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It is wonderful to see the citizens of Cape Town begin to embrace the idea that every drop counts in responding to the critical water shortages.

While the sentiment of saving every drop is valid, the process for supplying water for a city of four million residents requires the effort to be justified by impact and cost.

For this guide, we need to determine the most critical factors in evaluating the various options.

Four million residents in Cape Town

There are about four million residents that require access to water every day. The water comes from dams that supply water to the City.

Six dams provide the majority of the water, and collectively they can store 898 221 million litres of water. That is an enormous number; using the maximum storage and assuming we could use all of it, it would provide 615 litres per person per day for a year before running out. That is 12 times the current 50 litres per day residents have been asked to use.

Every water saving, harvesting or creation project looks at what volume can be produced and at what cost.

If it is only a modest amount of water, the effort to distribute it to such a large group of residents limits the cost-effectiveness of the plan.

898 221 million litres of total dam storage

The reservoirs on Table Mountain are often full, thanks to Table Mountain’s effect in forcing warm South Easterly winds up its sides cooling as it does and forming the famous tablecloth.

Rain and condensation keep the mountain and the areas around it moist for most of the year. There are also other reservoirs and water storage locations around the City. Together the five on the mountain and three elsewhere store a maximum capacity of 4 377 million litres of water.

Problem solved, we merely use the steady supply from these water sources.

Unfortunately, if the four million people using the City’s new target of 450 million litres per day, the City would drain the entire supply in 10 days. The City does not rely on it directly, but it does supply many projects and some residents reducing the demand on the main supply.

Now consider the more marginal options that people suggest, with good intention, but without considering the volume produced versus the number of people it is required to supply.

450 million litres target daily total consumption

It does not mean each of us should not do what we can to limit our consumption, but it should allow you to consider potential solutions with a bit more context.

One suggestion is that we harvest water from air conditioners. Fair enough, although they typically do not produce large volumes of water, perhaps 30 to 60 litres per day for a large unit.

That is not a small amount, but are there enough air conditioning units in operation to make a significant contribution?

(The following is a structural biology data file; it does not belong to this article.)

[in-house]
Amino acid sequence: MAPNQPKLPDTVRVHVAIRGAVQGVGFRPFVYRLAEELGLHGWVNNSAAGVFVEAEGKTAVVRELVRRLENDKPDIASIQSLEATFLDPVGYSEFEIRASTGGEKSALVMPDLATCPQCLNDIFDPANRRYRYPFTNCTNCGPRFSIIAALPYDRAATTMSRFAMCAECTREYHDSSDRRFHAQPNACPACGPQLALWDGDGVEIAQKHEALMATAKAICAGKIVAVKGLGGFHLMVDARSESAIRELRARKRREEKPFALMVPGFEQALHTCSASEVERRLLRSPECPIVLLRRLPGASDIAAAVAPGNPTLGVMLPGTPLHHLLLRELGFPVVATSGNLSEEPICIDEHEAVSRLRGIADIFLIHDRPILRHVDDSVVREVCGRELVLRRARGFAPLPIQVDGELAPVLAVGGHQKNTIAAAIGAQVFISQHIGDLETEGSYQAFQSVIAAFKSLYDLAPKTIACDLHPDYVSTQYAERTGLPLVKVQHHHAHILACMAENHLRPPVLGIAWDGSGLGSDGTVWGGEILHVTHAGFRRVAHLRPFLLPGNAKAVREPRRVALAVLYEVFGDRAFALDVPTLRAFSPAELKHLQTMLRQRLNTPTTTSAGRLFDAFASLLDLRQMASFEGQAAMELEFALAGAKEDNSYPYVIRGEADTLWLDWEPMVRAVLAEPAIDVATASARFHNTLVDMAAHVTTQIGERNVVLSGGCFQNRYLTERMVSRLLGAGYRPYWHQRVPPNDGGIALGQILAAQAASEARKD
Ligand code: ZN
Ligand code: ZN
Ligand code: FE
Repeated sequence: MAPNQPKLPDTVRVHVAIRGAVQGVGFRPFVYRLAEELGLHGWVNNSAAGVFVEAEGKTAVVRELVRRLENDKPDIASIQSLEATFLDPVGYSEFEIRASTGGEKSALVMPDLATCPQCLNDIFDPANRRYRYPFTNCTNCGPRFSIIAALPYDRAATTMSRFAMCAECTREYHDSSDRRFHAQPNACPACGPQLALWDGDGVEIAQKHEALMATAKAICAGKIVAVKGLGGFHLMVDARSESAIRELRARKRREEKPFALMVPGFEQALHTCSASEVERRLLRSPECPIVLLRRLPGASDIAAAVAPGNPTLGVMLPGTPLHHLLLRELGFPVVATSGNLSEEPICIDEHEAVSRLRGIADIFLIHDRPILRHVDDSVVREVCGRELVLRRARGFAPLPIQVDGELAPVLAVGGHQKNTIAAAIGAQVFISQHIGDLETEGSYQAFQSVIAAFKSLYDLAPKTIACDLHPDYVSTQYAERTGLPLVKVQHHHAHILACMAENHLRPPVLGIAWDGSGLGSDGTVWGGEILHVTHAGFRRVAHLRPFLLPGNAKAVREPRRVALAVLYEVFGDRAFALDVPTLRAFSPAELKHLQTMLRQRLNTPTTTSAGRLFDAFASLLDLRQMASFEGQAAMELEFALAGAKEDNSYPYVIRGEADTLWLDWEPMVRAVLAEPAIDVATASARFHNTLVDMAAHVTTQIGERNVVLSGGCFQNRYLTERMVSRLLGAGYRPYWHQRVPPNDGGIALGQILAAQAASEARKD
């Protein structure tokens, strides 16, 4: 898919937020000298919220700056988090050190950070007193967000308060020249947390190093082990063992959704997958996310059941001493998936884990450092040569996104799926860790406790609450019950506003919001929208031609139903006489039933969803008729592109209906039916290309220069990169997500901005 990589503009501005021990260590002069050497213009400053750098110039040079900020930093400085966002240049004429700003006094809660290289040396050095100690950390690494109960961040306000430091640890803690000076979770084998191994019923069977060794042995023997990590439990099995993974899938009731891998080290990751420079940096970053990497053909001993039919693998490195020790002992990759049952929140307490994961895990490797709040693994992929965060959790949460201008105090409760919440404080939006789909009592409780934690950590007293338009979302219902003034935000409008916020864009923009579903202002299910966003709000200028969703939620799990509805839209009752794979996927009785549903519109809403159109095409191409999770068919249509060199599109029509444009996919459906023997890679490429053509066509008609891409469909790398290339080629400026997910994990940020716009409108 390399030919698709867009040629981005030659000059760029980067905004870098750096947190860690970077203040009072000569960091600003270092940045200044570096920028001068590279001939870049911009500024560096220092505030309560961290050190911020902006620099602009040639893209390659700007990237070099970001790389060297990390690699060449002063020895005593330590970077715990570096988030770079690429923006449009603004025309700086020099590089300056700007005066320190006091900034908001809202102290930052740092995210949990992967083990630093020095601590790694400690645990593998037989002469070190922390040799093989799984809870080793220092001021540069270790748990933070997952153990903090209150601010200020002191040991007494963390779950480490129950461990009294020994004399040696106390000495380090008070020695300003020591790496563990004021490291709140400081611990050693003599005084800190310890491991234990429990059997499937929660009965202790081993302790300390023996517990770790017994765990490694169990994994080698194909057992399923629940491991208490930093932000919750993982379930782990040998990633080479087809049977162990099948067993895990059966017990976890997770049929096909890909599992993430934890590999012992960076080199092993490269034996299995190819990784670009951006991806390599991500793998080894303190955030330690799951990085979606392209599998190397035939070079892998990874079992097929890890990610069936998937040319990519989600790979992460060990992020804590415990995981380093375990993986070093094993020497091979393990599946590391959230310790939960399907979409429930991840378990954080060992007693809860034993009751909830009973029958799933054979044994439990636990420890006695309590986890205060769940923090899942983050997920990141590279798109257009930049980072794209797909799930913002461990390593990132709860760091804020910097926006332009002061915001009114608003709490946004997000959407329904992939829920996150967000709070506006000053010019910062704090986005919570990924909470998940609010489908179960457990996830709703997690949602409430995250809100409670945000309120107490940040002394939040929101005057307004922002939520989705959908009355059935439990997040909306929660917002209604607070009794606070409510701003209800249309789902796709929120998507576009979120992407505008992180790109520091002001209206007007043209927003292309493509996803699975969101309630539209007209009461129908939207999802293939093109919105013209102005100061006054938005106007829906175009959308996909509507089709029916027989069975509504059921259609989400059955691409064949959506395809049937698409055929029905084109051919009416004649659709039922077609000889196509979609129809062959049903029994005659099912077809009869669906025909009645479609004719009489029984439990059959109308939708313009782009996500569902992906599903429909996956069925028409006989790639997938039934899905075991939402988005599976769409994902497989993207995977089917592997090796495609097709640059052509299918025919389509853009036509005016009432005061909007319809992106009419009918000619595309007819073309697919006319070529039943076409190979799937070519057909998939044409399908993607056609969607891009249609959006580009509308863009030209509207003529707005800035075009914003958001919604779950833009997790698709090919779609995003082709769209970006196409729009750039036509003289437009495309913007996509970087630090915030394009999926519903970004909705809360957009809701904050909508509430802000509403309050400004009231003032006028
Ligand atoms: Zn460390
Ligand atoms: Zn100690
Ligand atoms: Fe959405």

Using the commercial office as a proxy for principal air conditioning use, property24 reported 115 000 sqm in the CBD in 2013. Assuming the CBD was 25% of the total, there would be about 460 000 sqm of commercial space in the City. Let's assume it has increased by 10% in the last five years. So 464 600 sqm. Assuming all are using an efficient system that would produce about 55 litres per day, then you would need about 8 500 units rated at 30 000 BTU. Those units would typically provide a total of 467 500 litres per day.

That is a considerable amount of water on its own, but when shared among residents, it would only be about 100 ml per person per day.

City bylaws require commercial and industrial air conditioning to have the water condensate feed into the sewage system. So while it may appear that a useful source of water is being overlooked, the water is being collected.

The City plans to recycle sewage water which is a more productive way to use a sufficient volume of water collected in central areas to make processing more practical and delivering it in adequate quantities and a reasonable cost.

Target of 50 litres or less consumed daily

The purpose of this example is not to dismiss it as a suggestion, but rather to illustrate a better process for determining how useful a water source might be.

Doing so might save you from frustration when next someone shares what appears to be a practical suggestion that when adequately considered is not.

What we can say is that when it comes to reducing your consumption and reusing more of the water you have, you are the expert.

For bulk solutions, unless communicated by water department officials, it probably is not best to second guess whether they have considered or are ignoring an apparent good source of water.

This article first appeared on CapeTalk : A simple guide to determine the value of a water saving or water creation idea

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